We have seen Scotland cut off from the rest of the UK in the 2008 film Doomsday, while World War Z saw George Square transformed into Philadelphia and filled with dozens of the undead.
But if you have ever wondered what it might be like if it happened for real, a special show could answer your questions.
Dead Sleazy will include a spoof lecture as well as a question-and-answer session with real disease specialists from Glasgow University.
Zombie fans will be able to pit their questions against the top minds in the field, to find out what could happen if the city was hit by a deadly virus.
Professor Rowland Kao, an expert in mathematical biology – the study of infectious disease dynamics – explained how society might react to a zombie apocalypse.
"People in extreme pressure revert to natural types," he said.
"My guess is you would get some people who would react very unselfishly. Other people would become very much every man for himself.
"The key thing is that the roles of society we use to bind ourselves together, which are laid over our innate characters – they just disappear."
As part of the show, on Thursday June 6, zombiologist Dr Smith, also known as Ian Alexander, will deliver an interactive survivor's guide to zombie attacks.
It is set in a lecture hall and Dr Smith, from the Zombie Institute for Theoretical Studies (ZITS), will explore the science of genetics and disease-control behind a new viral outbreak called 'zombieism'.
The audience is in the first stage of a recruitment drive to find people to help combat the disease.
A question-and-answer session with Prof Kao and Dr Shaun Killen, an animal behaviour expert, will follow. Zombie cult classic The Evil Dead will also be screened.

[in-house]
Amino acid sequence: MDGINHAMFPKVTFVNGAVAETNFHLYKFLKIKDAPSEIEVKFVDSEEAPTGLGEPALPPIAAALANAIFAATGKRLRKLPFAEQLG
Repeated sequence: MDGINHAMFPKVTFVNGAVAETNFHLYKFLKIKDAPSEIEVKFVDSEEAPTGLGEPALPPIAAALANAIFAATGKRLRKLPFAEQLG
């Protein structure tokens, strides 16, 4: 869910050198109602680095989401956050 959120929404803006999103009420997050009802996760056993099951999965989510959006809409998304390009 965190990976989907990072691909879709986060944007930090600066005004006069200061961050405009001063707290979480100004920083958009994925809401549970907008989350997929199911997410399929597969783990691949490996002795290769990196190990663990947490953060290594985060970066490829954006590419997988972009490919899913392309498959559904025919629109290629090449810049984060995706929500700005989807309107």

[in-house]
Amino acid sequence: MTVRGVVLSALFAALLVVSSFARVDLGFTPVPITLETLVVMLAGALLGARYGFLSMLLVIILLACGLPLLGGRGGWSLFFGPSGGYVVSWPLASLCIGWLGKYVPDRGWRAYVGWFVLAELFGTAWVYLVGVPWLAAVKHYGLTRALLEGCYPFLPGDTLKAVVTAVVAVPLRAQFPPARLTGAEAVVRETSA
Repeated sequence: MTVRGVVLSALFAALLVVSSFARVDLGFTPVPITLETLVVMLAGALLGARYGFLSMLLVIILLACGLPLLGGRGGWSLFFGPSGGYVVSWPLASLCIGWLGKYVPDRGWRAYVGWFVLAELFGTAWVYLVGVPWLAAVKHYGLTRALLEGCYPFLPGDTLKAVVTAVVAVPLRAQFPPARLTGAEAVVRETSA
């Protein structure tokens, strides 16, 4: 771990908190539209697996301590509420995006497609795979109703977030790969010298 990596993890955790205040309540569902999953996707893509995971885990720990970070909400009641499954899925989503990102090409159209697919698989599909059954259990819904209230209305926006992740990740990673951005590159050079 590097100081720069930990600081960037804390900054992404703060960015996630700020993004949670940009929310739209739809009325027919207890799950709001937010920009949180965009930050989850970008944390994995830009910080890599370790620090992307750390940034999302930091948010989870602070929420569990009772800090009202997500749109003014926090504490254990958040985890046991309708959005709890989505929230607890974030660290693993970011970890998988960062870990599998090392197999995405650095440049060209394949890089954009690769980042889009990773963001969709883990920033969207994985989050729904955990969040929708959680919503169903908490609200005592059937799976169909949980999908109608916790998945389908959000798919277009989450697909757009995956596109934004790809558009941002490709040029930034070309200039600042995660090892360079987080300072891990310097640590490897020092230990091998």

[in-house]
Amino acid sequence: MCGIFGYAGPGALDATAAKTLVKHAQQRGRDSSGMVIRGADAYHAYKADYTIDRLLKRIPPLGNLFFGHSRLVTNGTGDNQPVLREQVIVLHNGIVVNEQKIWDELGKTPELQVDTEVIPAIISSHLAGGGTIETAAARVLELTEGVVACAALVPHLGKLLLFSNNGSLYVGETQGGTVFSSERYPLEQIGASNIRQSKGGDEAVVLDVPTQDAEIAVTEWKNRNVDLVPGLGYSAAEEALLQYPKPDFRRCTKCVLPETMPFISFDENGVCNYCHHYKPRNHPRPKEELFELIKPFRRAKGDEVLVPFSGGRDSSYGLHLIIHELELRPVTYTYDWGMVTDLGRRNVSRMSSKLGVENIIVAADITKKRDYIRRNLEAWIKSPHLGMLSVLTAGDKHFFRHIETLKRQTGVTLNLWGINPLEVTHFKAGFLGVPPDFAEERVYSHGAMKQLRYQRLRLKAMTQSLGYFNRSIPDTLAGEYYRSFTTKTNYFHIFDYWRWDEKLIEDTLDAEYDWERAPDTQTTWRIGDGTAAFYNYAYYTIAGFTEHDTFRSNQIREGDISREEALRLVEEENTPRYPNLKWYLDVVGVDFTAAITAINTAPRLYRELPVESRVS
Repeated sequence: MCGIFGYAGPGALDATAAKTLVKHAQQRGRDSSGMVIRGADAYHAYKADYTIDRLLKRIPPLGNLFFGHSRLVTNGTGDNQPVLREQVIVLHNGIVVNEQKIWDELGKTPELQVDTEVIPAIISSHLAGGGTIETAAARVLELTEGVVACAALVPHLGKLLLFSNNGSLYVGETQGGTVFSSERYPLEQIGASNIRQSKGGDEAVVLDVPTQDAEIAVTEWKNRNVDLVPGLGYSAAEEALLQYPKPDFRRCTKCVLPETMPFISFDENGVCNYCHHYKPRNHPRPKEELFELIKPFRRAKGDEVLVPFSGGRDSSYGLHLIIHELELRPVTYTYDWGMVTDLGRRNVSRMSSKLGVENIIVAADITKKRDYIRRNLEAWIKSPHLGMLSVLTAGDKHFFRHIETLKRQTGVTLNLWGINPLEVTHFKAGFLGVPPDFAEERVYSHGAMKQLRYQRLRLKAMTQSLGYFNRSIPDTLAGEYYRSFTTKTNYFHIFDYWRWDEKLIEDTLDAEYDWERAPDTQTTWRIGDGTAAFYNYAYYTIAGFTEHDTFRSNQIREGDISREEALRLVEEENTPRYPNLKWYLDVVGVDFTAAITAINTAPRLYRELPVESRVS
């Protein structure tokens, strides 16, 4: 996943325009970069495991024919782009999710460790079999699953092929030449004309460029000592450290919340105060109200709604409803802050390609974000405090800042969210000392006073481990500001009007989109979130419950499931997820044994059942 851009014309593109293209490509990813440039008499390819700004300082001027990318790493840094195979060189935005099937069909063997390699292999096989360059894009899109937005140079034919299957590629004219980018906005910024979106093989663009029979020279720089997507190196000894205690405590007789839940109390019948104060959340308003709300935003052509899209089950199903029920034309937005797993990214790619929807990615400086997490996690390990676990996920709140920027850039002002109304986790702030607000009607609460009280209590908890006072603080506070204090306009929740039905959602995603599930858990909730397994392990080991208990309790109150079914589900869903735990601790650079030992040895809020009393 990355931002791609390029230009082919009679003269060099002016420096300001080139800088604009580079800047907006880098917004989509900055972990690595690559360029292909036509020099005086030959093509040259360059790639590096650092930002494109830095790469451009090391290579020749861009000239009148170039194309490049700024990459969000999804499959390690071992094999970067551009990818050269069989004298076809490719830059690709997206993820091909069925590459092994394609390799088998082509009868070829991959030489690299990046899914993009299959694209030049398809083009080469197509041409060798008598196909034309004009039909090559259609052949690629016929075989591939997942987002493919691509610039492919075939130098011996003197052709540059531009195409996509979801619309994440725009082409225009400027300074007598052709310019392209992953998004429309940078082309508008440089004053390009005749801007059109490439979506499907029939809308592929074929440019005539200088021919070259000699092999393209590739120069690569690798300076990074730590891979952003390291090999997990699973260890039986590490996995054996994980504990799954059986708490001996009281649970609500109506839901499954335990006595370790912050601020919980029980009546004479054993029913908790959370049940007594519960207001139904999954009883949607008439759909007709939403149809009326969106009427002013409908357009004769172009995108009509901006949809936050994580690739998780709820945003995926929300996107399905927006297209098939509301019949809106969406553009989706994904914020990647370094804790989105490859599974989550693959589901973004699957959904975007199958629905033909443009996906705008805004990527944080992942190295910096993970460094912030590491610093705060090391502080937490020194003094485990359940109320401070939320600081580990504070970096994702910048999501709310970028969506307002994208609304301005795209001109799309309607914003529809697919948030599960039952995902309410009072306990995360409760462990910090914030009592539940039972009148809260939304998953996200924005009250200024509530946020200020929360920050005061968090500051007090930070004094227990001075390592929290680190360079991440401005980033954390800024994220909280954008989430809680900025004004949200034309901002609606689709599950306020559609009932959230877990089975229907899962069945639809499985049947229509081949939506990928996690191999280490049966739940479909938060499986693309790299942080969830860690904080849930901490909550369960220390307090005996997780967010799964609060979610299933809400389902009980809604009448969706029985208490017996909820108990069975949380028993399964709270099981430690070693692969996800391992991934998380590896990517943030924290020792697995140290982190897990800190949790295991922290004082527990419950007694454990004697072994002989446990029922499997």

While a zombie apocalypse may be confined to the cinema screens, the chance of a virus outbreak is considerably more likely.
Prof Kao said diseases which could potentially cause a pandemic were Ebola virus and strains of flu such as swine flu and bird flu, which have previously threatened the UK.
Ebola, mainly confined to remote parts of Africa, is particularly scary because it kills quickly. Its symptoms include internal and external bleeding.
Prof Kao said: "A lot of the zombie movies have a virus starting off the epidemic.
"If you know someone is a zombie, you will avoid them, in the same way as if there is a pandemic flu and you know somebody looks like they have got flu like symptoms, then you might avoid them.
"You can use ideas like that and ask: "What are the ways in which we see zombies telling us about how we understand diseases transmit?'"
As reported in the Evening Times, Glasgow's Grosvenor cinema in Ashton Lane, will host an exclusive showing of World War Z on June 19, two days before the official date of the film's release.
The film's trailer shows scenes of Glasgow, which were filmed during August 2011.
n Dead Sleazy is part of Glasgow Science Festival, and is at Nice 'n' Sleazy on June 6, from 7.30pm until 11pm. Over 18s only.
Tickets £5. To book visit www.glasgowsciencefestival.org.uk